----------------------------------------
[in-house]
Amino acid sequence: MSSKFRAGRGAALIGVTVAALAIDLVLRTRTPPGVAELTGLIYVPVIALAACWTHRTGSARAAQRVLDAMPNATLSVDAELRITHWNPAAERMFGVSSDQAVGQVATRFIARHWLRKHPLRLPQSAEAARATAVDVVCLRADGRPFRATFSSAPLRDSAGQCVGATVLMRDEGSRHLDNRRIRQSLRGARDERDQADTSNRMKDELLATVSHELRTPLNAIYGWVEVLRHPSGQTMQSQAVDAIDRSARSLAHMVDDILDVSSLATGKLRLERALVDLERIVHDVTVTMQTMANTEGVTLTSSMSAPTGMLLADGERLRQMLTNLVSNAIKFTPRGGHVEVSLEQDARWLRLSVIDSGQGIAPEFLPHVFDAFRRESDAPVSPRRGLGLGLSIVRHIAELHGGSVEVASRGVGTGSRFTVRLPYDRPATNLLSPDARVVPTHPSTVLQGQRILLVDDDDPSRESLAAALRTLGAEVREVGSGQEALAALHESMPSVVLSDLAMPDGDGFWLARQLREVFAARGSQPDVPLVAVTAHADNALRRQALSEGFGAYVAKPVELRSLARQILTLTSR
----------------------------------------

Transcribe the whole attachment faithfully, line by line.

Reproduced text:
[in-house]
Amino acid sequence: MSSKFRAGRGAALIGVTVAALAIDLVLRTRTPPGVAELTGLIYVPVIALAACWTHRTGSARAAQRVLDAMPNATLSVDAELRITHWNPAAERMFGVSSDQAVGQVATRFIARHWLRKHPLRLPQSAEAARATAVDVVCLRADGRPFRATFSSAPLRDSAGQCVGATVLMRDEGSRHLDNRRIRQSLRGARDERDQADTSNRMKDELLATVSHELRTPLNAIYGWVEVLRHPSGQTMQSQAVDAIDRSARSLAHMVDDILDVSSLATGKLRLERALVDLERIVHDVTVTMQTMANTEGVTLTSSMSAPTGMLLADGERLRQMLTNLVSNAIKFTPRGGHVEVSLEQDARWLRLSVIDSGQGIAPEFLPHVFDAFRRESDAPVSPRRGLGLGLSIVRHIAELHGGSVEVASRGVGTGSRFTVRLPYDRPATNLLSPDARVVPTHPSTVLQGQRILLVDDDDPSRESLAAALRTLGAEVREVGSGQEALAALHESMPSVVLSDLAMPDGDGFWLARQLREVFAARGSQPDVPLVAVTAHADNALRRQALSEGFGAYVAKPVELRSLARQILTLTSR